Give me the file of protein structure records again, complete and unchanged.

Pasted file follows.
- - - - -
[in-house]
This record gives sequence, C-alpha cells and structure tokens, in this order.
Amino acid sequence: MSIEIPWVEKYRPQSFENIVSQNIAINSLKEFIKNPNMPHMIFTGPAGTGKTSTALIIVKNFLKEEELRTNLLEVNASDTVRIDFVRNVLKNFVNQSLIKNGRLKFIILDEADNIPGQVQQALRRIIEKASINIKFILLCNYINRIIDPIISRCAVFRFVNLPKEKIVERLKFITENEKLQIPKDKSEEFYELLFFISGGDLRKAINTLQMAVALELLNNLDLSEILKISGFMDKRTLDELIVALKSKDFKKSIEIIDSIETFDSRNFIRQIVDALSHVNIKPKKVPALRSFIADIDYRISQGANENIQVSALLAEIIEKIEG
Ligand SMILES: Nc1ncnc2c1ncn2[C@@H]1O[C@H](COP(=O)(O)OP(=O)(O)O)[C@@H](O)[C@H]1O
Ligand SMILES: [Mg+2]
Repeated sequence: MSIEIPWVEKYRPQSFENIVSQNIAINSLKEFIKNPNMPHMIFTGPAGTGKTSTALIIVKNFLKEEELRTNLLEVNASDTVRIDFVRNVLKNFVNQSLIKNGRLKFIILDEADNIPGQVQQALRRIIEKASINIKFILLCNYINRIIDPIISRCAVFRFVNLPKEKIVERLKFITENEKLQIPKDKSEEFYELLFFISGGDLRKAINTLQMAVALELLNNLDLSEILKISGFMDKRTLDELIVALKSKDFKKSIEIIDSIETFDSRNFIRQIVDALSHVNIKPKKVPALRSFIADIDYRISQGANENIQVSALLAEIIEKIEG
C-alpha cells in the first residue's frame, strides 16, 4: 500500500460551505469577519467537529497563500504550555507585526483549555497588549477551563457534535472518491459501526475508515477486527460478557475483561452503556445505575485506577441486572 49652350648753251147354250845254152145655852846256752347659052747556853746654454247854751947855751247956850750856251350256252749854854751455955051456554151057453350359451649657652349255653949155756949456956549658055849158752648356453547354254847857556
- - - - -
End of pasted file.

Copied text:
[in-house]
This record gives sequence, C-alpha cells and structure tokens, in this order.
Amino acid sequence: MSIEIPWVEKYRPQSFENIVSQNIAINSLKEFIKNPNMPHMIFTGPAGTGKTSTALIIVKNFLKEEELRTNLLEVNASDTVRIDFVRNVLKNFVNQSLIKNGRLKFIILDEADNIPGQVQQALRRIIEKASINIKFILLCNYINRIIDPIISRCAVFRFVNLPKEKIVERLKFITENEKLQIPKDKSEEFYELLFFISGGDLRKAINTLQMAVALELLNNLDLSEILKISGFMDKRTLDELIVALKSKDFKKSIEIIDSIETFDSRNFIRQIVDALSHVNIKPKKVPALRSFIADIDYRISQGANENIQVSALLAEIIEKIEG
Ligand SMILES: Nc1ncnc2c1ncn2[C@@H]1O[C@H](COP(=O)(O)OP(=O)(O)O)[C@@H](O)[C@H]1O
Ligand SMILES: [Mg+2]
Repeated sequence: MSIEIPWVEKYRPQSFENIVSQNIAINSLKEFIKNPNMPHMIFTGPAGTGKTSTALIIVKNFLKEEELRTNLLEVNASDTVRIDFVRNVLKNFVNQSLIKNGRLKFIILDEADNIPGQVQQALRRIIEKASINIKFILLCNYINRIIDPIISRCAVFRFVNLPKEKIVERLKFITENEKLQIPKDKSEEFYELLFFISGGDLRKAINTLQMAVALELLNNLDLSEILKISGFMDKRTLDELIVALKSKDFKKSIEIIDSIETFDSRNFIRQIVDALSHVNIKPKKVPALRSFIADIDYRISQGANENIQVSALLAEIIEKIEG
C-alpha cells in the first residue's frame, strides 16, 4: 500500500460551505469577519467537529497563500504550555507585526483549555497588549477551563457534535472518491459501526475508515477486527460478557475483561452503556445505575485506577441486572 49652350648753251147354250845254152145655852846256752347659052747556853746654454247854751947855751247956850750856251350256252749854854751455955051456554151057453350359451649657652349255653949155756949456956549658055849158752648356453547354254847857556